According to the Press Trust of India copy, Minister of State, Information & Broadcasting, Rajyavardhan Singh Rathore, has clarified on the clamour and crisis over ‘covert operation’ on India’s surgical attack on terror camps inside Myanmar on June 9 in response to the terrorists attack on a convoy of Indian Army on June 4 morning that left 18 soldiers dead and many injured.

He said it was not a ‘covert operation’. He said, “Experts who discussed and made objections to it did not know the difference between overt and covert operation. It was purely a special operation of army in Indian uniform against militants.”

According to him, it was an overt operation carried out by the Indian Army in ‘army fatigues’. According him, it was a ‘special operation’ in the circumstances then and announced the new, tough approach of India to tackle insurgency.

So, what is a covert operation involving security force of a country (obviously, opposite to it would be minus -c, i.e., overt).

The US defines the covert action (operation) as, “According to National Security Act Sec. 503 (e), covert action is, “An activity or activities of the United States Government to influence political, economic, or military conditions abroad, where it is intended that the role of the United States Government will not be apparent or acknowledged publicly.” Proper covert actions are undertaken because policymakers—not the intelligence agencies—believe that secret means are the best way to achieve a desired end or a specific policy goal.”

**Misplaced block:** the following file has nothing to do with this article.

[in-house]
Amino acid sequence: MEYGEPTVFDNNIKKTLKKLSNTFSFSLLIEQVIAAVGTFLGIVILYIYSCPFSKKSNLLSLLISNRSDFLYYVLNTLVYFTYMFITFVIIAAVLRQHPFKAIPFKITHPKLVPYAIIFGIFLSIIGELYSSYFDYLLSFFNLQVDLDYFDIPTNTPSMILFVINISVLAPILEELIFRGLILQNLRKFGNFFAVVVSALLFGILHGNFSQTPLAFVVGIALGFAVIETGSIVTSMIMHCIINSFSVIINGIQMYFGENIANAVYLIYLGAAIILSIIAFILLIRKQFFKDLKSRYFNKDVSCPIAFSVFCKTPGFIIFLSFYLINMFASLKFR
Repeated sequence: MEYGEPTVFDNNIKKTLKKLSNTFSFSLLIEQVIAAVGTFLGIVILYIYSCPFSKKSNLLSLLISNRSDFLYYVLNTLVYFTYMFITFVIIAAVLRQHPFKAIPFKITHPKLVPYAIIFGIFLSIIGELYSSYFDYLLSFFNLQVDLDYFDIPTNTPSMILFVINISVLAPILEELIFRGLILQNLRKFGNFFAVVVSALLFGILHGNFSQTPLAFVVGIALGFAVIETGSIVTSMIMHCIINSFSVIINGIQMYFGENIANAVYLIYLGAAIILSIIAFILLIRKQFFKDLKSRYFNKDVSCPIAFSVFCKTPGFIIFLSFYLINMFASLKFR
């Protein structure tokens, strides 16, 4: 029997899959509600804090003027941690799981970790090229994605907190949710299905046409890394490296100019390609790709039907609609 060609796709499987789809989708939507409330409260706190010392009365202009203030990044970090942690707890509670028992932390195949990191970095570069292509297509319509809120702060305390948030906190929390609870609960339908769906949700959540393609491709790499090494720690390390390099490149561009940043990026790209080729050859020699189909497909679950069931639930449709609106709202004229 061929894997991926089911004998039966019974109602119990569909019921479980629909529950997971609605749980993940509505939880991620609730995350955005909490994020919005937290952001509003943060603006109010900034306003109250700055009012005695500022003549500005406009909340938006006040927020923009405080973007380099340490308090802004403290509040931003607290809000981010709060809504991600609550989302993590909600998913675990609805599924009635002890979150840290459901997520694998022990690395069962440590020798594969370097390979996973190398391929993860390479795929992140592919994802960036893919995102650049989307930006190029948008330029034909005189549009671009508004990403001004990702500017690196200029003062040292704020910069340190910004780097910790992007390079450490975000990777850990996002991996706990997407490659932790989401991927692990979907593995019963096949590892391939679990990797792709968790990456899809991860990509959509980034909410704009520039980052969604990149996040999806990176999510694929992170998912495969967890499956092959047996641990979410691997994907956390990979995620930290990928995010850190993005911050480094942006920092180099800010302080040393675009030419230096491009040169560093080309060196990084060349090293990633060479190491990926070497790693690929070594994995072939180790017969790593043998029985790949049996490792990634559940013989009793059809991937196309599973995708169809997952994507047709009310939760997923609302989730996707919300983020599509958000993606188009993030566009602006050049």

It further categorizes it in propaganda, political/economic action, paramilitary operations and lethal action.

“Propaganda: Intelligence agencies covertly disseminate specific information to advance foreign policy goals. United States law prohibits, however, the use of intelligence agencies to influence domestic media and opinion.”

“Political/Economic Action: Intelligence agencies covertly influence the political or economic workings of a foreign nation.”

“Paramilitary Operations: Intelligence agencies covertly train and equip personnel to attack an adversary or to conduct intelligence operations. These operations normally do not involve the use of uniformed military personnel as combatants.”